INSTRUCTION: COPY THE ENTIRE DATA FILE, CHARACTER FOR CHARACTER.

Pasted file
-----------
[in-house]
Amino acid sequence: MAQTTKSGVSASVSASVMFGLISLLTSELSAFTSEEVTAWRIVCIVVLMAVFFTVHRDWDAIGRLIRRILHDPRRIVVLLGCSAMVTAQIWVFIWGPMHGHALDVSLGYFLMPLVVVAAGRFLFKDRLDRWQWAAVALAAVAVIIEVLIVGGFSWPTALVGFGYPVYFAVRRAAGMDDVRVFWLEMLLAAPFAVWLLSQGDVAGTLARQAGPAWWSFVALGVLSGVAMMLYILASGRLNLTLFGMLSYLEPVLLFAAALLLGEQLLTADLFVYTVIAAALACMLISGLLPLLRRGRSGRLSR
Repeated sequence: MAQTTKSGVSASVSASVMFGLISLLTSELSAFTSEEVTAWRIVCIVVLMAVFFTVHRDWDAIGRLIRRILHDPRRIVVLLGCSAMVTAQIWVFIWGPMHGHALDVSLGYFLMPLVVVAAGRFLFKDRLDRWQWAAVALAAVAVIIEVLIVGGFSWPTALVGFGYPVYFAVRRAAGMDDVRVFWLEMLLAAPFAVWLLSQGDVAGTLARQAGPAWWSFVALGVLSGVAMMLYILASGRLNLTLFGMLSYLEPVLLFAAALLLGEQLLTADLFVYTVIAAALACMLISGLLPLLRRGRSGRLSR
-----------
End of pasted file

[in-house]
Amino acid sequence: MAQTTKSGVSASVSASVMFGLISLLTSELSAFTSEEVTAWRIVCIVVLMAVFFTVHRDWDAIGRLIRRILHDPRRIVVLLGCSAMVTAQIWVFIWGPMHGHALDVSLGYFLMPLVVVAAGRFLFKDRLDRWQWAAVALAAVAVIIEVLIVGGFSWPTALVGFGYPVYFAVRRAAGMDDVRVFWLEMLLAAPFAVWLLSQGDVAGTLARQAGPAWWSFVALGVLSGVAMMLYILASGRLNLTLFGMLSYLEPVLLFAAALLLGEQLLTADLFVYTVIAAALACMLISGLLPLLRRGRSGRLSR
Repeated sequence: MAQTTKSGVSASVSASVMFGLISLLTSELSAFTSEEVTAWRIVCIVVLMAVFFTVHRDWDAIGRLIRRILHDPRRIVVLLGCSAMVTAQIWVFIWGPMHGHALDVSLGYFLMPLVVVAAGRFLFKDRLDRWQWAAVALAAVAVIIEVLIVGGFSWPTALVGFGYPVYFAVRRAAGMDDVRVFWLEMLLAAPFAVWLLSQGDVAGTLARQAGPAWWSFVALGVLSGVAMMLYILASGRLNLTLFGMLSYLEPVLLFAAALLLGEQLLTADLFVYTVIAAALACMLISGLLPLLRRGRSGRLSR